By Tsholofelo Lephuthing
Last year I took a vow to read more books authored by black individuals and more specifically black females. So when I visited my cousin and found on his study table, his set novel for grade 12, my stars aligned. There, on table, was a book called Nervous Conditions by Tsitsi Dangarembga. This is a book I have always wanted to read and this is exactly what I did.
The books starts off with an eerie and ‘eyebrow raising’ two lines: “I was was not sorry my brother died. Nor am I apologizing for my callousness, as you may by define, lack of feeling”. This is a bold opening that can only insight interest as to why the narrator feels this way. Nervous Conditions tells the story of a young girl called Tambu and her upbringing in pre-Independent Rhodesia (now called Zimbabwe) during the 1960s and 1970s. It tells the story of the desire and quest of a young girl to educate herself and the obstacles she came across trying to make this a reality.
Growing up, Tambu was often hindered by her parents and mostly the men in her life who felt that education should not be wasted on a women as women could not cook their books. Her parents were reluctant to pay money for her education and rather sent her brother to a mission school that her educated uncle was headmaster. When her brother Nhamo abruptly dies whilst traveling back home from the school, Tambu finally gets the opportunity to go to the mission school.. Here Tambu gets introduced to a more Western way of living and a new lifestyle that she was not used to back home. Her adventures living with her uncle is what Tambu describes as “reincarnation” and often this stay with her uncle is not easy.
This book does an incredible job of highlighting the different gender roles that women had in society back then and also society today. The author does an incredible job of contrasting the different women in the novel. Firstly her aunt who has a Masters degree finds herself very complacent to her husband and playing the role of wife and mother more than the worldly woman she inspires to be. This often frustrates her but she rarely speaks out about it. Then you have Tambu’s cousin Nyasha, who lived in the United Kingdom with her parents whilst they were studying. Nyasha has become quite anglicized and has lost some of her Shona and this often places a barrier between her and Tambu. She is very headstrong and is often frustrated with her mom with regards to her complacency towards her father. There is also Lucia, Tambu’s aunt whom is uneducated but is highly feisty, fiercely independent and not afraid to speak what is on her mind. The beauty is in showcasing the different types of women and the different journeys the women walk. In particular, the walk Tambu journeys, her self-discovery and just going back home a more headstrong and independent female. This brings about issues with her family as her mom feels she’s venturing into a woman that she does not recognize nor the woman she had planned for her to become.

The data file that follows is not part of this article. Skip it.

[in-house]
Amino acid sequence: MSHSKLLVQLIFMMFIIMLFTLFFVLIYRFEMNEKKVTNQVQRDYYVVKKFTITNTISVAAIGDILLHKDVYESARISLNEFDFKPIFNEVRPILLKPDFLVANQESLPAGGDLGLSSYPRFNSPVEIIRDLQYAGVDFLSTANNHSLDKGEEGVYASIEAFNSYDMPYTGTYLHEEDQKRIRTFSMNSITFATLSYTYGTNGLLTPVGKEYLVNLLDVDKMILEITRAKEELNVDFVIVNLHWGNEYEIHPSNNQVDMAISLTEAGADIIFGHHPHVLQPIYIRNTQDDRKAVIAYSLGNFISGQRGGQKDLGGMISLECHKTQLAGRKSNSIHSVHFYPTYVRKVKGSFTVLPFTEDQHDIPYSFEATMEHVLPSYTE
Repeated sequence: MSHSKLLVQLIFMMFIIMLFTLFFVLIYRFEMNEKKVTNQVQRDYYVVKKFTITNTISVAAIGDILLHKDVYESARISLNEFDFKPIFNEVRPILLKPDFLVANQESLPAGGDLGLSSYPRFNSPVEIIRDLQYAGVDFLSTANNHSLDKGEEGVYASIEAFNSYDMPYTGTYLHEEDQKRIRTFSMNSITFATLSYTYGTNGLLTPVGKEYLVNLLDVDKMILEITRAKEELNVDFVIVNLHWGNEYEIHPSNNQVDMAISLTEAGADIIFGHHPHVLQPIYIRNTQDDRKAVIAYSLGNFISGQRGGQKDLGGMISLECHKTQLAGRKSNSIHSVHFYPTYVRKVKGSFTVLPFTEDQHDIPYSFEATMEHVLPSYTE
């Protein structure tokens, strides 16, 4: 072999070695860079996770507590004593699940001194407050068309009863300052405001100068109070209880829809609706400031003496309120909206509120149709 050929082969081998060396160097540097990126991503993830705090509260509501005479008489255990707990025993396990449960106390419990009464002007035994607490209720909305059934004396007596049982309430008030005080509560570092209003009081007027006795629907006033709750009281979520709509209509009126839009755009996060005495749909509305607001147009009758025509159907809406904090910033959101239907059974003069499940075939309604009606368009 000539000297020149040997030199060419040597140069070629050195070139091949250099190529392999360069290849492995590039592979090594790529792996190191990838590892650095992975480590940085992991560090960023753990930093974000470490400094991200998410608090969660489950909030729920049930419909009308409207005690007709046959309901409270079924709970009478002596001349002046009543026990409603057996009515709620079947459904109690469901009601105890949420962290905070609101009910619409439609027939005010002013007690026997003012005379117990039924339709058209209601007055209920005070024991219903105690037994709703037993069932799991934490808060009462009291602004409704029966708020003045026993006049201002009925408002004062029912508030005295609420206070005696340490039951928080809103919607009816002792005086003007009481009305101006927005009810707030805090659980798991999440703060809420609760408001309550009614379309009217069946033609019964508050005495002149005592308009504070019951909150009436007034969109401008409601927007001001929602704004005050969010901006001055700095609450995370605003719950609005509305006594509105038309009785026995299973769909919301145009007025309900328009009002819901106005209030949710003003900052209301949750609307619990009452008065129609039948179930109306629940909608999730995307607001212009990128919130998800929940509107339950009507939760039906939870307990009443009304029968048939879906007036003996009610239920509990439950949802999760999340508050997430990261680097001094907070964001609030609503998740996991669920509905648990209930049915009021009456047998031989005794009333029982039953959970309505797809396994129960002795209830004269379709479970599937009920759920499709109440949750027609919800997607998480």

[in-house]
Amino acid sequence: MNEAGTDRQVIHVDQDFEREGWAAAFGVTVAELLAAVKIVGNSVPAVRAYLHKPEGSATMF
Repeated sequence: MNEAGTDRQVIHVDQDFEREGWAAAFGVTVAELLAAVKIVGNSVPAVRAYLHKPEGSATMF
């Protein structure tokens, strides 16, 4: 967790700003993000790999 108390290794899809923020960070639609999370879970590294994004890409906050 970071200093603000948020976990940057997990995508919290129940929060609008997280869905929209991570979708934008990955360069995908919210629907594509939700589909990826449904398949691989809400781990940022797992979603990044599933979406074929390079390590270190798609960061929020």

This book not only highlights different family dynamics but it also tells the story of a young girl maturing and growing into a woman who she can be proud of. This book tells the story of a girl who, like most of us, finds herself constantly challenging the roles that are expected of her from birth and wanting so much more than the cards dealt for her. It tells the story of a black female trying to find her place in the world that is constantly telling her she is not worth much. This journey for most is painfully beautiful.
This book is not an easy read or a book one can read in one sitting, but Tsitsi (author) makes sure it’s an enjoyable read. Often heart wrenching in some parts with “laugh out loud” moments that are sure to lighten the mood.